>       * Kinetics free development environment
>       * 2MB flash
>       * 256KB RAM
>       * 2x CAN
>       * 6x UART
>       * 3x SPI
>       * USB
>       * Ethernet
>     Couple it with a CMSIS-DAP (I’m looking closely at IBDAP
>     <http://www.seeedstudio.com/depot/IBDAP-CMSISDAP-JTAGSWD-Debug-Adapter-p-2568.html> as
>     a base for this because of their free open source approach based
>     on a simple US$4 LPC11U35FHI33 and gcc-compileable firmware) for
>     firmware loading, serial over USB console, and low-cost debugging.
>     Should work fine with Kinetics Design Studio (KDS). Windows and
>     Linux support is complete, and OSX is basic but ok. Includes a
>     RTOS (MQX), but also supports FreeRTOS.
>     That gives us two full high-speed CANs directly on the processor.
>     Extras would be via MCP2515 SPI on an expansion card.
>     The above seems like a workable plan. I’ve already got
>     some FRDM-K64F boards, which are pretty close to the above and
>     readily available to start the software development work on. At
>     the moment, I’m trying out the Kinetics Design Studio, to see how
>     it behaves with this arrangement and to make sure it will give us
>     what we need in a simple development environment freely available.
>     I should know in the next few days whether that is ok, and then we
>     can start to nail things down. If anyone else wants to look at KDS
>     and let me know what you think, that would be appreciated. From my
>     understand, it is just GCC with an eclipse plugin GUI built on top.
>     Regards, Mark.
>>     On 4 Feb 2016, at 3:28 AM, Arthur Hebert <ahebert at gmail.com
>>     <mailto:ahebert at gmail.com>> wrote:
>>     Speaking of modularity, how about having 1 or 2 CAN buses
>>     standard built-in, and additional CAN buses being optional
>>     add-ons? The additional CANs could be MCP2515 based via SPI, like
>>     http://www.mikroe.com/click/can-spi-3.3v/.
>>     With plenty of speed, flash, RAM and I/O pins, the software can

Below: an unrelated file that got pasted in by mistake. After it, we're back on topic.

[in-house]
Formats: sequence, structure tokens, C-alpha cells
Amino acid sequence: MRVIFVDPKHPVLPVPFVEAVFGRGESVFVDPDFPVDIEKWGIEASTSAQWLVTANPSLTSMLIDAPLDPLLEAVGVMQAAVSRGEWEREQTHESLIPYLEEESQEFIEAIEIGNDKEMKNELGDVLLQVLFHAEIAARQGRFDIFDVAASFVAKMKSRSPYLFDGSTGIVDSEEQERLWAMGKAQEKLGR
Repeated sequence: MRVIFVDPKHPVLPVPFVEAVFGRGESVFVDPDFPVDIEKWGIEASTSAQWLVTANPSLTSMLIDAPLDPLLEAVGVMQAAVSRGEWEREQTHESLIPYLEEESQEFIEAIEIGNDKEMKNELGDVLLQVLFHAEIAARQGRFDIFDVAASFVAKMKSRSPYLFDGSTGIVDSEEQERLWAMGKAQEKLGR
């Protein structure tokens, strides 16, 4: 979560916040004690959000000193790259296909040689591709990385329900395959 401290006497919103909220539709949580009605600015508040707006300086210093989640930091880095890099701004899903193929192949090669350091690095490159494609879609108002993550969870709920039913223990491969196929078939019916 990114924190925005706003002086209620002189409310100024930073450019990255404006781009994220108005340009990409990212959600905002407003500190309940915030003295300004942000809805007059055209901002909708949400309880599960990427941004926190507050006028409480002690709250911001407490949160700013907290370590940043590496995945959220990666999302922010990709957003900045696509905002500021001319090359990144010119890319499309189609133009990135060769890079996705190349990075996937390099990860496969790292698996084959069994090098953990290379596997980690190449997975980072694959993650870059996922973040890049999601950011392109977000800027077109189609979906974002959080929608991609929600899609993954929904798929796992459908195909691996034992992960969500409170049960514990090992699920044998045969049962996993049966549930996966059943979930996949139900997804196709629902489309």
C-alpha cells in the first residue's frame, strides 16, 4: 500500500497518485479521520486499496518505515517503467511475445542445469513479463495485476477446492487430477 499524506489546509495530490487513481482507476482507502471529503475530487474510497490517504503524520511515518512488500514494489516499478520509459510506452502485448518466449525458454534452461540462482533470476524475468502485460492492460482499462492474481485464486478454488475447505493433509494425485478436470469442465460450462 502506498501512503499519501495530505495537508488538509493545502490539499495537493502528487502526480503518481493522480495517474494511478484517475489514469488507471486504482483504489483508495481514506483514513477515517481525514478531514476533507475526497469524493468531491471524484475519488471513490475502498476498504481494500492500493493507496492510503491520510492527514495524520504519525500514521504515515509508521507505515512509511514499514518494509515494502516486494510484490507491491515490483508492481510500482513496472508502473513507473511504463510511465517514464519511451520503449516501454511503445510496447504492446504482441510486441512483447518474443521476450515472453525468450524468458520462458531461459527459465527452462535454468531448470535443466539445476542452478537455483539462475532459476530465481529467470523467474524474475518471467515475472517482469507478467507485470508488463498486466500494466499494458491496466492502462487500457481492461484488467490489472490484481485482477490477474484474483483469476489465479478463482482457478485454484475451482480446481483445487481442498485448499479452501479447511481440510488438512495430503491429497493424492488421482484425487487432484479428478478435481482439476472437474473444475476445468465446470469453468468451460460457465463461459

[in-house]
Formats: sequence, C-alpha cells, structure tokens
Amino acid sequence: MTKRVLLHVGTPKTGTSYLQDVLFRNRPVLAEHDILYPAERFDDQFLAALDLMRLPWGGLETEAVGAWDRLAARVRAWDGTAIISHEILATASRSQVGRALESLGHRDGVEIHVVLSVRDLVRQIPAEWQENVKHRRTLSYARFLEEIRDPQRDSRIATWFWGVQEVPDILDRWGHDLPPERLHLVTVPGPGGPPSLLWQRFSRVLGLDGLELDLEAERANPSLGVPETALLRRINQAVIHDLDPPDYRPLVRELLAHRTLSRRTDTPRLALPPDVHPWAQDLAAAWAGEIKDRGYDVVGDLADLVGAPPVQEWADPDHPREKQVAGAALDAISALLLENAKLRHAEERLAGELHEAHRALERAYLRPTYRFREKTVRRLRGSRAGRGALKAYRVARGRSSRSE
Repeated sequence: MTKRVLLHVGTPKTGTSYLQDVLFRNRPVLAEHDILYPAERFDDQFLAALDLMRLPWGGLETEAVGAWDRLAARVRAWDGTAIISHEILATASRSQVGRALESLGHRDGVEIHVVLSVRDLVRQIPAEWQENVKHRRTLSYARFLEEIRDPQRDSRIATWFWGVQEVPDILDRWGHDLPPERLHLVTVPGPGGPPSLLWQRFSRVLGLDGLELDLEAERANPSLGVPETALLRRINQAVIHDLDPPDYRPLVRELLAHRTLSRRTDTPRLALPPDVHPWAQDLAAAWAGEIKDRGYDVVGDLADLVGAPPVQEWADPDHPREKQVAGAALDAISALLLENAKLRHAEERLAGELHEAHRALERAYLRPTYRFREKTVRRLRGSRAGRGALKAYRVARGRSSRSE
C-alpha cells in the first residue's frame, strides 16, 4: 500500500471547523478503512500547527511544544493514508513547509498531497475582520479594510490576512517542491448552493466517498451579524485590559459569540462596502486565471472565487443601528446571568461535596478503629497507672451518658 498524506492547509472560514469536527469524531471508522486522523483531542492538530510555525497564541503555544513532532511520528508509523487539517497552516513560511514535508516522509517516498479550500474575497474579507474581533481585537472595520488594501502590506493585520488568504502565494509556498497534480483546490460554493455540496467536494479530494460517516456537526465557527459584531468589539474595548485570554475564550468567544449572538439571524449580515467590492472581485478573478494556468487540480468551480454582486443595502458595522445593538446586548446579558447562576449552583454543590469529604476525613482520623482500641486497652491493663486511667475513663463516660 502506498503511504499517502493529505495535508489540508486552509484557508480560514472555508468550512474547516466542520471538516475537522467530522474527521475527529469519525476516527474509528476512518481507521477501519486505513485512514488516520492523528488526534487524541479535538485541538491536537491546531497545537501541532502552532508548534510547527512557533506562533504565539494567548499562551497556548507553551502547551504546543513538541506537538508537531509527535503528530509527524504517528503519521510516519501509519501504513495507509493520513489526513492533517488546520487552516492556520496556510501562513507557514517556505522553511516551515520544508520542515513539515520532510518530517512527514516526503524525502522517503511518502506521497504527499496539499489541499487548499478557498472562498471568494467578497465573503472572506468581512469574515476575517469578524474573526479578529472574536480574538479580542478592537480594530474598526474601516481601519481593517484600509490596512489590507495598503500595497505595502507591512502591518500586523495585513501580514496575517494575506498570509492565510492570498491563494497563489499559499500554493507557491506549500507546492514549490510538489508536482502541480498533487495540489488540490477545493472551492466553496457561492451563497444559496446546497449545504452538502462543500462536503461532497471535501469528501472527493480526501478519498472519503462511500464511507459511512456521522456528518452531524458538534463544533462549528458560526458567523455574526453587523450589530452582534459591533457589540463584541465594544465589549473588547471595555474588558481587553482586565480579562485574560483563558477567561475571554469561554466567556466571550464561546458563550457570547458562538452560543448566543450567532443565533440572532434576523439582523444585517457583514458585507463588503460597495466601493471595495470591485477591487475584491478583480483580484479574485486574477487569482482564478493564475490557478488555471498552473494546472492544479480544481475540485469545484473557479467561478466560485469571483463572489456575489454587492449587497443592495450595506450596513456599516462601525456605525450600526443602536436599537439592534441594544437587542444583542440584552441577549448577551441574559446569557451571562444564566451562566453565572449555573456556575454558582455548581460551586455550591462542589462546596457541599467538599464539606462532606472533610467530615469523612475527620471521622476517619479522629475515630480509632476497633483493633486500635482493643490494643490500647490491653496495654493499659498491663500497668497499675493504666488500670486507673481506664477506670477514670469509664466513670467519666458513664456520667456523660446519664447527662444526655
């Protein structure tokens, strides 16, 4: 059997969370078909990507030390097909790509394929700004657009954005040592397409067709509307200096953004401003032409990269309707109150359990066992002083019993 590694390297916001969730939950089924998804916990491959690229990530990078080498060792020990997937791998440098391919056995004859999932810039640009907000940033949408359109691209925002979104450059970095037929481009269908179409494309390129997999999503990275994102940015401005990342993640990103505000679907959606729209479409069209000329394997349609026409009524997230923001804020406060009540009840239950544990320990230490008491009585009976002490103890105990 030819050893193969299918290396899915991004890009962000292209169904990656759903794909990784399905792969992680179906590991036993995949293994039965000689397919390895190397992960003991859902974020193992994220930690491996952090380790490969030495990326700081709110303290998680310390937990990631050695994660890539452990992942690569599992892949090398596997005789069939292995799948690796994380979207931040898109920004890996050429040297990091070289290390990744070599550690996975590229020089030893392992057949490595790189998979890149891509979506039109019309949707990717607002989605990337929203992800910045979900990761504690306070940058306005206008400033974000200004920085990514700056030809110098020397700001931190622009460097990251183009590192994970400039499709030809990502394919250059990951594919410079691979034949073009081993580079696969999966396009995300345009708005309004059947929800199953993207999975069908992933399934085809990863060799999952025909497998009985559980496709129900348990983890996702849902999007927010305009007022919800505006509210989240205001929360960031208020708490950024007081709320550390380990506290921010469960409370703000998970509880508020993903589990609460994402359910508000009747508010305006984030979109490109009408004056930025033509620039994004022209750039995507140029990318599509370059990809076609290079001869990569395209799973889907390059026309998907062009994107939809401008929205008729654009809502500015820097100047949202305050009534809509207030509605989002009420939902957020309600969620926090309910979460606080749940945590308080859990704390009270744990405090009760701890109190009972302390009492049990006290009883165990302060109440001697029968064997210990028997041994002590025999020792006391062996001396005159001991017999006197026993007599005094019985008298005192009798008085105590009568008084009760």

>>     tidily abstract the SPI comms so that CAN rx/tx functions appear
>>     the same whether built-in or module-based.
>>     The advantage I see is that it doesn't constrain the primary MCU
>>     selection so much, and there are plenty of options available
>>     today. Many people will be happy with 1 or 2 CAN channels, and
>>     those who want 6 CAN channels will happily pay an extra $100 for
>>     the additional hardware.
>>     -Arthur
>>     On Tue, Feb 2, 2016 at 11:10 AM, Julien Banchet <jaxx at jaxx.org
>>     <mailto:jaxx at jaxx.org>> wrote:
>>         Mark,
>>         I'm a bigger fan of standardized LoRa networks than SigFox
>>         but was going to share the latter's little faire in London on
>>         Feb 16th until I realized you where in HK and not UK.
>>         Nevertheless, I bet it might get some curious on the list :
>>         http://makers.sigfox.com/tour/
>>         They have already deployed in 10 major agglomerations
>>         (Londres, Manchester, Liverpool, Birmingham, Glasgow, …) and
>>         are still extending.
>>         JB./.
>>         On Mon, Feb 1, 2016 at 2:35 PM, Mark Webb-Johnson
>>         <mark at webb-johnson.net <mailto:mark at webb-johnson.net>> wrote:
>>             Well, the new year is here and OVMS v3 is on the front
>>             burner now.
>>             As you know, I’ve been waiting for the MBED system to
>>             settle down and the news is … it hasn’t. Sure, they’ve
>>             finally released some open beta code, but only really 1
>>             board supported. No more online compiler. Complicated
>>             tools. RTOS worse than the old MBED. And worse is a
>>             proprietary closed-source server platform for their